Mr. Micawber, with a random but expressive flourish of his knife, signified that these performances might be expected to take place after he was no more; then resumed his peeling with a desperate air.
Against such a sight, and against such determination as that of the calmly desperate man who was already accustomed to lead half the people present, I might as hopefully have entreated the wind.
Hatta made a desperate effort, and swallowed a large piece of bread-and-butter.
The case seemed wholly desperate and deplorable; and this magnificent palace would have infallibly been burnt down to the ground, if, by a presence of mind unusual to me, I had not suddenly thought of an expedient.
I began this desperate voyage on February 15, 1714–15, at nine o’clock in the morning.
Struck by his desperate dauntlessness, and his wild desire to visit Christendom, the captain at last relented, and told him he might make himself at home.
I know, too, that ever since he lost his leg last voyage by that accursed whale, he's been a kind of moody--desperate moody, and savage sometimes; but that will all pass off.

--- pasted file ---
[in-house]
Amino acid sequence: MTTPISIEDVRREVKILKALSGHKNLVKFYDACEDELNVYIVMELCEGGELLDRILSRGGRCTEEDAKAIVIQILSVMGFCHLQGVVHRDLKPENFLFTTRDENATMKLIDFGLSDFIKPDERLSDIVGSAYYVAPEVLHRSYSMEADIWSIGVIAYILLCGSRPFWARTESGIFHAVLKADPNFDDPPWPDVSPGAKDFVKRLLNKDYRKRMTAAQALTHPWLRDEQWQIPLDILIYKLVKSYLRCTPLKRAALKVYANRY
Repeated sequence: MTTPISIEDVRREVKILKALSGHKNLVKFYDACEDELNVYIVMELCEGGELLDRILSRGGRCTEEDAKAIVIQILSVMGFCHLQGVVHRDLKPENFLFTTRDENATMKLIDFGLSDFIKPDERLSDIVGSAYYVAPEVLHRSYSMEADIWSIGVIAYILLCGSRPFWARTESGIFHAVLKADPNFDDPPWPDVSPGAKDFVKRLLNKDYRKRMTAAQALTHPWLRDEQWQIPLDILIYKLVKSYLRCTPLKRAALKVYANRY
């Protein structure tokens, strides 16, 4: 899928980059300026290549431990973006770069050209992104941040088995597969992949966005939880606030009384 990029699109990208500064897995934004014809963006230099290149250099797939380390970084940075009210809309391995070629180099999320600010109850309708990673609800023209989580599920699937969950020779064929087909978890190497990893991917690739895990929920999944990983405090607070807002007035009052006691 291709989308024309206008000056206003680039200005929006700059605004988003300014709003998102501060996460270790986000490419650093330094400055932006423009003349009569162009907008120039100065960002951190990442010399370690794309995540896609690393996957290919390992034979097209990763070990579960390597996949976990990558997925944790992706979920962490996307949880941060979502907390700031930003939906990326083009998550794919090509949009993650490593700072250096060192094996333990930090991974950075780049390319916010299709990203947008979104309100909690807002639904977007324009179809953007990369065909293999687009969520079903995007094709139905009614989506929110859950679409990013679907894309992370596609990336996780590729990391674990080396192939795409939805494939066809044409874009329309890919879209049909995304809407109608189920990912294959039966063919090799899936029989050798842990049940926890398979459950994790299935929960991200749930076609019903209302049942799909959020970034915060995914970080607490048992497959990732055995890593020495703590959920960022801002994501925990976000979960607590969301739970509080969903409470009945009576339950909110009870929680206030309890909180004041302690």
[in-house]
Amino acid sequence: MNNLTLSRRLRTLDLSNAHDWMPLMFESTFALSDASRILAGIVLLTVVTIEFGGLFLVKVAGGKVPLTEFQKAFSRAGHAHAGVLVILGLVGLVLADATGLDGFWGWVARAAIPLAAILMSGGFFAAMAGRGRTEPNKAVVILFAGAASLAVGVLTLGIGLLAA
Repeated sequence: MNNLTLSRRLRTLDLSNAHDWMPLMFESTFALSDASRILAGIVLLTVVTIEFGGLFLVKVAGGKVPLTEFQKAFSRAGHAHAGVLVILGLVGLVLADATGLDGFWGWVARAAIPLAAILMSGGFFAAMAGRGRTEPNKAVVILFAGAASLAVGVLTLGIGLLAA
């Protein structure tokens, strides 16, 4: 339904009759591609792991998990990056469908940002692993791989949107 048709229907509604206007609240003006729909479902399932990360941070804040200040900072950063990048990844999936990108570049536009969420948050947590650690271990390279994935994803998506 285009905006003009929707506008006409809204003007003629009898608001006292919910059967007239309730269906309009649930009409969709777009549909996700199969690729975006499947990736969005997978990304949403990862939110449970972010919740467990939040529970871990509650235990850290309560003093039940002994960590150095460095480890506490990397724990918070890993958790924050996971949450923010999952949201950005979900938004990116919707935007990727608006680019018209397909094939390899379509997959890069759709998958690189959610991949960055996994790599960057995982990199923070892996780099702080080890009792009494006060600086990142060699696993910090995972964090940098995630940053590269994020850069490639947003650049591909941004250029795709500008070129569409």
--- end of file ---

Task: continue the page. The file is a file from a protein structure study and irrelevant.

Whether that mark was born with him, or whether it was the scar left by some desperate wound, no one could certainly say.
How wildly it heightens the effect of that passage in Froissart, when, masked in the snowy symbol of their faction, the desperate White Hoods of Ghent murder their bailiff in the market-place!
On the fifth morning three others of the mutineers bolted up into the air from the desperate arms below that sought to restrain them.
But by desperate endeavor we at last shot into a temporary opening; then giving way rapidly, and at the same time earnestly watching for another outlet.
"Is the Duke so very poor as to be forced to this desperate mode of getting a livelihood?"
Then again, if it stays here, that is ugly, too, for when aught's nailed to the mast it's a sign that things grow desperate.
But one night, under cover of darkness, and further concealed in a most cunning disguisement, a desperate burglar slid into his happy home, and robbed them all of everything.

More Vocab Words

::: accost - approach and speak first to a person
::: panegyric - formal praise; encomium; Ex. I don't deserve such panegyrics.
::: ineffectual - not effective; not having a desired effect; weak
::: throng - crowd (of people or things); V.
::: ideology - system of ideas characteristic of a group or culture
::: preeminent - outstanding; superior
::: quicksilver - mercury
::: impediment - hindrance; stumbling-block; speech defect preventing clear articulation; Ex. speech impediment
::: stentorian - (of the voice) extremely loud; CF. Stentor: a loud herald in the Iliad
::: premonitory - serving to warn